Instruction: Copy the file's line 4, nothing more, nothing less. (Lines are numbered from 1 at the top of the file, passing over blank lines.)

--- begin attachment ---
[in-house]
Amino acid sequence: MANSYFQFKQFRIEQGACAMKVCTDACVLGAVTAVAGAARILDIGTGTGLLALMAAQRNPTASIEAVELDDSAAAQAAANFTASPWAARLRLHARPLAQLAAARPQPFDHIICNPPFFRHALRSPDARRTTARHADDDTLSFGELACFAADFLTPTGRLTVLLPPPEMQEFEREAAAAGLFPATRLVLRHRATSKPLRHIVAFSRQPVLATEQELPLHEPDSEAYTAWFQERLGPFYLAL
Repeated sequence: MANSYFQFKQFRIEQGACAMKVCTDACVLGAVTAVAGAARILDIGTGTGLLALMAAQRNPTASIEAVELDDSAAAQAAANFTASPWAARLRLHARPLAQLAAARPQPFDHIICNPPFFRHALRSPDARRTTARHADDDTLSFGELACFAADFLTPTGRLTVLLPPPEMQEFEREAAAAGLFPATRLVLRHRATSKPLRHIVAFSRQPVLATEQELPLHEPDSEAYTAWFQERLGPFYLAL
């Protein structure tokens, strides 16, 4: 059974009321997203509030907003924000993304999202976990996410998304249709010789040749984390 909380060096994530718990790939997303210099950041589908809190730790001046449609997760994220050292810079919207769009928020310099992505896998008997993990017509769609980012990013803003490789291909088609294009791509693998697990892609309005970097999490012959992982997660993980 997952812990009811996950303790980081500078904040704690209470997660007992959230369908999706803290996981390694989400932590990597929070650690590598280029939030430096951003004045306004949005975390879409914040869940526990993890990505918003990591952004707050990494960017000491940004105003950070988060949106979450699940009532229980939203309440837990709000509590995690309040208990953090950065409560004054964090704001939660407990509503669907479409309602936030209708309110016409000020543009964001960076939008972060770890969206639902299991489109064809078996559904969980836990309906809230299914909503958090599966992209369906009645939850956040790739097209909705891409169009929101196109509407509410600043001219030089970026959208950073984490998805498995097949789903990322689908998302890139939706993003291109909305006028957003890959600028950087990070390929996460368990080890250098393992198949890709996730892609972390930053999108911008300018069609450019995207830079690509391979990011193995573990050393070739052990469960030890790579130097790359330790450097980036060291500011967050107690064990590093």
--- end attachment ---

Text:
């Protein structure tokens, strides 16, 4: 059974009321997203509030907003924000993304999202976990996410998304249709010789040749984390 909380060096994530718990790939997303210099950041589908809190730790001046449609997760994220050292810079919207769009928020310099992505896998008997993990017509769609980012990013803003490789291909088609294009791509693998697990892609309005970097999490012959992982997660993980 997952812990009811996950303790980081500078904040704690209470997660007992959230369908999706803290996981390694989400932590990597929070650690590598280029939030430096951003004045306004949005975390879409914040869940526990993890990505918003990591952004707050990494960017000491940004105003950070988060949106979450699940009532229980939203309440837990709000509590995690309040208990953090950065409560004054964090704001939660407990509503669907479409309602936030209708309110016409000020543009964001960076939008972060770890969206639902299991489109064809078996559904969980836990309906809230299914909503958090599966992209369906009645939850956040790739097209909705891409169009929101196109509407509410600043001219030089970026959208950073984490998805498995097949789903990322689908998302890139939706993003291109909305006028957003890959600028950087990070390929996460368990080890250098393992198949890709996730892609972390930053999108911008300018069609450019995207830079690509391979990011193995573990050393070739052990469960030890790579130097790359330790450097980036060291500011967050107690064990590093």